ASP.NET Core, DevOps, DevTools, MVC

MSBuild… what? I just right-click on Publish

What is MSBuild? I had no idea. It has the word “build” in it, it must build something. Oh, I also remember that in the early stages of .NET Core there was a lot of discussion about project.json and the all DNX thing…. Then they decided to keep this MSBuild thingy. In the end we are all using Visual Studio and the only thing I needed to know is how to set up a Publish definition, right-click on publish and voila! My app was ready to ship. Untill…

While doing some DevOps work, I wanted to build the app only once but transform the config file multiple times based on the environment. So I started digging into this MSBuild. What is it? Here is Microsoft definition: MSBuild is the Microsoft Build Engine, a platform for building applications.
It really does a lot for our apps but all its work is hidden behind the “greatest GUI” of all time: Visual Studio.

I was going into this discovery with the idea that MSBuild would work like some of the other build process. Run a command with some flags and the build is done. Instead, the story is slightly different. It is a bit like the Angular CLI with schematics. You use schematics to define custom actions or re-define existing actions. In MSBuild you use a build file (xml format) to define the sequence of actions you need to do. That is what the .csproj are. Just build definitions. When you run MSBuild and point to a .sln file, it knows how to go through each .csproj and run the build processes as needed. Let’s see how it works and play with it.

Where is MSbuild in our machines?

The MSBuild command comes with Windows installation here: C:\Windows\Microsoft.NET\Framework\v4.0.30319\MSBuild.exe based on the .NET Framework. But this version is kind of bare bone, it lucks a bunch of extensions you might need for application specific builds (like we.config transformation).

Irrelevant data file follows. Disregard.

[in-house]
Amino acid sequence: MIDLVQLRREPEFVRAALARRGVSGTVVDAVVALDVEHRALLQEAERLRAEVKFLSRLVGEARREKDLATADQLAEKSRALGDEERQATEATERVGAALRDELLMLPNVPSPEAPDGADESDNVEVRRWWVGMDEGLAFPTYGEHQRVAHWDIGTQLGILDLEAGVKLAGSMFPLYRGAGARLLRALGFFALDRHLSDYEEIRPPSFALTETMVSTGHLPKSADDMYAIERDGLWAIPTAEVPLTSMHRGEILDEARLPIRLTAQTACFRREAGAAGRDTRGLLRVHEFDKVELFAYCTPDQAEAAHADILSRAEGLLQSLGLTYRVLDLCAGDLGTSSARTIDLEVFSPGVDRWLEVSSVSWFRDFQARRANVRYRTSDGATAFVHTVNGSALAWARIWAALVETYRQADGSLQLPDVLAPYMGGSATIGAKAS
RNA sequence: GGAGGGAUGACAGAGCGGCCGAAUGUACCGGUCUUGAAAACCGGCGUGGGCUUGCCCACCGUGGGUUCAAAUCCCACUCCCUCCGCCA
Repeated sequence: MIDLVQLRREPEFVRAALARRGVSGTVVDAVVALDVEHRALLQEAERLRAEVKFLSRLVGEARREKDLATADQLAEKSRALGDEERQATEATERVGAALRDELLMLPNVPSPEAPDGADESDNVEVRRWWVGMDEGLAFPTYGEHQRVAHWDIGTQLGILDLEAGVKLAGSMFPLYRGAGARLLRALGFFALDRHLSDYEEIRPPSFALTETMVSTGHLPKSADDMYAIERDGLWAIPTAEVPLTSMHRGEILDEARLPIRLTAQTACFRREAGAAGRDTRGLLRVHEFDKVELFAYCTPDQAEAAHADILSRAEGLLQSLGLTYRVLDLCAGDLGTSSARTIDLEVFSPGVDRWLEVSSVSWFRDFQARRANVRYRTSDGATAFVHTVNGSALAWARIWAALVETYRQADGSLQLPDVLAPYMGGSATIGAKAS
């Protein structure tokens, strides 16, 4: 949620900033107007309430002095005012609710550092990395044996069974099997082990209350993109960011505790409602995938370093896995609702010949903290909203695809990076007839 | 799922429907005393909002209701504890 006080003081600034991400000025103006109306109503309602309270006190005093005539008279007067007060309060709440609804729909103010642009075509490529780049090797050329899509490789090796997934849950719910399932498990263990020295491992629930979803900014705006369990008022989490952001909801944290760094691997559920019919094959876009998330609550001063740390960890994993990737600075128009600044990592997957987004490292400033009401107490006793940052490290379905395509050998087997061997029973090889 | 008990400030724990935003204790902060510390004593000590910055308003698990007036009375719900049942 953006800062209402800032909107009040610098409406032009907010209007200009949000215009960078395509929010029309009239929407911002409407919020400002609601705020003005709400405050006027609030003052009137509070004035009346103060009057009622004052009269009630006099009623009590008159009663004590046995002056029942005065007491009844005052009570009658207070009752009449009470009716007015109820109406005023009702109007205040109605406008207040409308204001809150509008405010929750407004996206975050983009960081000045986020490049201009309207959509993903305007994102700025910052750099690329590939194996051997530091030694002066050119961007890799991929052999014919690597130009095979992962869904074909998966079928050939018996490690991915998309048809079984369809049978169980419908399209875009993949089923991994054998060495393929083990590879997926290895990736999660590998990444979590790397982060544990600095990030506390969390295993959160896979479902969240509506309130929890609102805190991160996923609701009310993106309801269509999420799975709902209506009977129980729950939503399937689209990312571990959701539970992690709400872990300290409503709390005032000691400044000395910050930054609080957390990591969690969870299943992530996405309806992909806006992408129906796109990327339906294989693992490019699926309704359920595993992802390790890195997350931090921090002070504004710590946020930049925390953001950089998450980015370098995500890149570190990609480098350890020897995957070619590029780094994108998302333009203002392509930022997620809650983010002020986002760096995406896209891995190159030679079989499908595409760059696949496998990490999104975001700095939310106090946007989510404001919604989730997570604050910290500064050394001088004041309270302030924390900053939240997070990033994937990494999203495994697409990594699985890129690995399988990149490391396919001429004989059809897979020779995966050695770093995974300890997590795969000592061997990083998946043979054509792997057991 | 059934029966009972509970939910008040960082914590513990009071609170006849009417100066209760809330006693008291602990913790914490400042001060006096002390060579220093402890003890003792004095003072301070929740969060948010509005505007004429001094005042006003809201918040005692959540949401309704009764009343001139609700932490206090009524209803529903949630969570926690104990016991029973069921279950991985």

Visual Studio installation brings in a more complete version of it here: C:\Program Files (x86)\Microsoft Visual Studio\2017\Community\MSBuild\15.0\Bin\MSBuild.exe (actual location may vary based on your VS version and installation settings). This version includes a bunch of extensions saved in these folders:

First a bit of configuration:

Let’s start by making sure MSBuild work. Open PowerShell (or your command line of choice) and just run the MSBuild that comes with Windows with the -version flag:

As you can see all is good, MSBuild responded with its version. Now let’s see the version available with Visual Studio install:

Much newer version (obviously).

We will be using this version for the exercises below.

Hello World

This example comes from here here.

Go to your working directory of choice and create a new file named I use VS Code but you can use your editor of choice. The content of this new file is:

<?xml version="1.0" encoding="utf-8"?>
<Project ToolsVersion="15.0"  xmlns="">
    <Target Name="HelloWorld">
        <Message Text="Hello"></Message>
        <Message Text="World"></Message>

MSBuild has 2 main concepts in executing instructions:

  • Target
  • Task

The first is a set of instructions/command to complete a larger unit of work. A task is the smallest unit of work, usually just one instruction. All instructions are wrapped in a Project tag. A target is called via a flag on the MSBuild invocation /t:TargetName (see below). In this case we just print on the console “Hello” and “World”. Let’s do it.

In PowerShell run this command:

& "C:\Program Files (x86)\Microsoft Visual Studio\2017\Community\MSBuild\15.0\Bin\MSBuild.exe" /t:HelloWorld


How about flow control and variables?

But of course they are possible. A new variable is just a custom xml tag and condition can be build in a PropertyGroup tag. Create another build definition file and call it with this content:

<?xml version="1.0" encoding="utf-8"?>
<Project ToolsVersion="15.0"  xmlns="">
    <PropertyGroup Condition="'$(Name)' == ''">
        <OutMsg>Please let us know your name!</OutMsg>
    <PropertyGroup Condition="'$(Name)' != ''">
        <OutMsg>Welcome $(Name)!</OutMsg>
    <Target Name="Condition">
            <Message Text="$(OutMsg)"></Message>

Then run it with:

& "C:\Program Files (x86)\Microsoft Visual Studio\2017\Community\MSBuild\15.0\Bin\MSBuild.exe" /t:Condition /p:Name=""

And then assign your first name to Name:

& "C:\Program Files (x86)\Microsoft Visual Studio\2017\Community\MSBuild\15.0\Bin\MSBuild.exe" /t:Condition /p:Name="Emanuele"

You know already the result: